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Attention furloughed Ky. state employees: Gov. Beshear—again—values broken death penalty system over your work

KCADP ran this post back in September 2010, November 2010, and March 2011 but as this pay period included yet another day that many state workers went without pay while the government wasted taxpayer’s money on an ineffective death penalty, it’s worth mentioning again.

Rather than furloughing 36,000 state employees, Gov. Steve Beshear could have saved Kentucky money by abolishing its broken death penalty system.

Gov. Steve Beshear could have saved Kentucky money by abolishing its broken death penalty system, thereby having to furlough fewer than the 36,000 state employees who he gave a mandatory unpaid day off this pay period.

At the order of Gov. Steve Beshear, 36,000 state employees in Kentucky are on unpaid leave today, one of six furlough days the governor has mandated because of the state’s dire financial situation. According to the Public News Service, “The six-day furlough plan is expected to save $24 million over the course of the fiscal year.” The furloughs are equivalent to a 2.3 percent pay cut for state employees, many of whom make less than $30,000.

CNN reports that “death penalty costs can average $10 million more per year per state than life sentences” and Kentucky spends as much as $8 million annually prosecuting, defending and incarcerating death-row inmates. This despite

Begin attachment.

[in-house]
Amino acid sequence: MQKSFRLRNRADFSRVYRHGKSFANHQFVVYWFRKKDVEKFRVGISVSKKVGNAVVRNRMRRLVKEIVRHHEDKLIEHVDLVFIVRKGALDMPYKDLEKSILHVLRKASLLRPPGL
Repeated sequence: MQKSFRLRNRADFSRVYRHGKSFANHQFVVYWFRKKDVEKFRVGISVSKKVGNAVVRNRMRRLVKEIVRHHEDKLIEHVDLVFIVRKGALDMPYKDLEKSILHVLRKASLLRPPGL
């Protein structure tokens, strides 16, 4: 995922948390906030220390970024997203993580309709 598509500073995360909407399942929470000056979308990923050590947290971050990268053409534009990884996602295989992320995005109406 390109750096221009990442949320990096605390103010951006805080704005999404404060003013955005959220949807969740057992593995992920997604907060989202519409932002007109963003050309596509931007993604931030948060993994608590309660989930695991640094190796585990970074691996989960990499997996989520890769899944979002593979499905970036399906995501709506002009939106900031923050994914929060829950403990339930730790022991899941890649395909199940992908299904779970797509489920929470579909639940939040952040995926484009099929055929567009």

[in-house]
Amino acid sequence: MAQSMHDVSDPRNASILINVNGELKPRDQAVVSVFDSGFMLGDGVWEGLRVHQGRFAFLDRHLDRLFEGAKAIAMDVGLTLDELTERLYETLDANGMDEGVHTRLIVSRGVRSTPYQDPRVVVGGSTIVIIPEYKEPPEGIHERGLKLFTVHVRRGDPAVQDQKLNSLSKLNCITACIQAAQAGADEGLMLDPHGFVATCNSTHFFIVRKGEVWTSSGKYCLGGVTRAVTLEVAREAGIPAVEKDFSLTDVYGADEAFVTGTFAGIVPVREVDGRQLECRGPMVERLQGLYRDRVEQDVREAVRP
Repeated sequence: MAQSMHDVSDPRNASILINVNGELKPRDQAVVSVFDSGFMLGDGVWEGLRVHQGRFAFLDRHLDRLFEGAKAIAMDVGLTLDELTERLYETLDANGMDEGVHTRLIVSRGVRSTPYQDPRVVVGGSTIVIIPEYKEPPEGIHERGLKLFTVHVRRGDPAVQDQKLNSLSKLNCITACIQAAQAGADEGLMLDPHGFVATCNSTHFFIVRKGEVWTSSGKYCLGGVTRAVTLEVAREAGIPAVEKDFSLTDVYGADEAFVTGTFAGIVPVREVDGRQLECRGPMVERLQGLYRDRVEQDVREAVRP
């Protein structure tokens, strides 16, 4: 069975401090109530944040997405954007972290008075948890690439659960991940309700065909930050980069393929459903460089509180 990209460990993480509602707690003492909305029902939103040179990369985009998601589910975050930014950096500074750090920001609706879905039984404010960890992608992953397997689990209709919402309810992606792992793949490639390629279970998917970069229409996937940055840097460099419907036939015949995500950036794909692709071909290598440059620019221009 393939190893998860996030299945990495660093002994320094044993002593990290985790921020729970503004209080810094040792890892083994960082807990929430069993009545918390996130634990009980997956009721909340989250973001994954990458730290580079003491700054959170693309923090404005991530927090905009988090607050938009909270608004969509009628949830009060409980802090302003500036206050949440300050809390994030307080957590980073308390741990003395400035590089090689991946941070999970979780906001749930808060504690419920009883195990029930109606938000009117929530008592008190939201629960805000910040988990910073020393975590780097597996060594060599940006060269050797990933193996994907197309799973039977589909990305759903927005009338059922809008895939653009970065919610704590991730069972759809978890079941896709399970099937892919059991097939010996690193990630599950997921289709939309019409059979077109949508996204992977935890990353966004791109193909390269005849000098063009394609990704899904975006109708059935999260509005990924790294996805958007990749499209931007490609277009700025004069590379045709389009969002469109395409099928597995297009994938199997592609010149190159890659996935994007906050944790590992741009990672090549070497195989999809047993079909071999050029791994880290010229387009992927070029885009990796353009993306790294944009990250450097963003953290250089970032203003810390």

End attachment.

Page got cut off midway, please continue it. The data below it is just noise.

• a poll of 500 police chiefs “found the death penalty ranked last among their priorities for reducing violent crime”
  • capital punishment does not deter murder (the 2006 FBI Uniform Crime Report shows the South with the highest murder rate and that it accounts for more than 80 percent of the executions in the country)
  • since 1962 Kentucky has executed just three people, two of whom dropped their appeals and asked to be killed
  • 67 percent of Kentuckians prefer an alternative to execution for those convicted of aggravated murder

Gov. Beshear’s decision makes it clear: he values Kentucky’s broken death penalty system over the hard work of those furloughed state employees.

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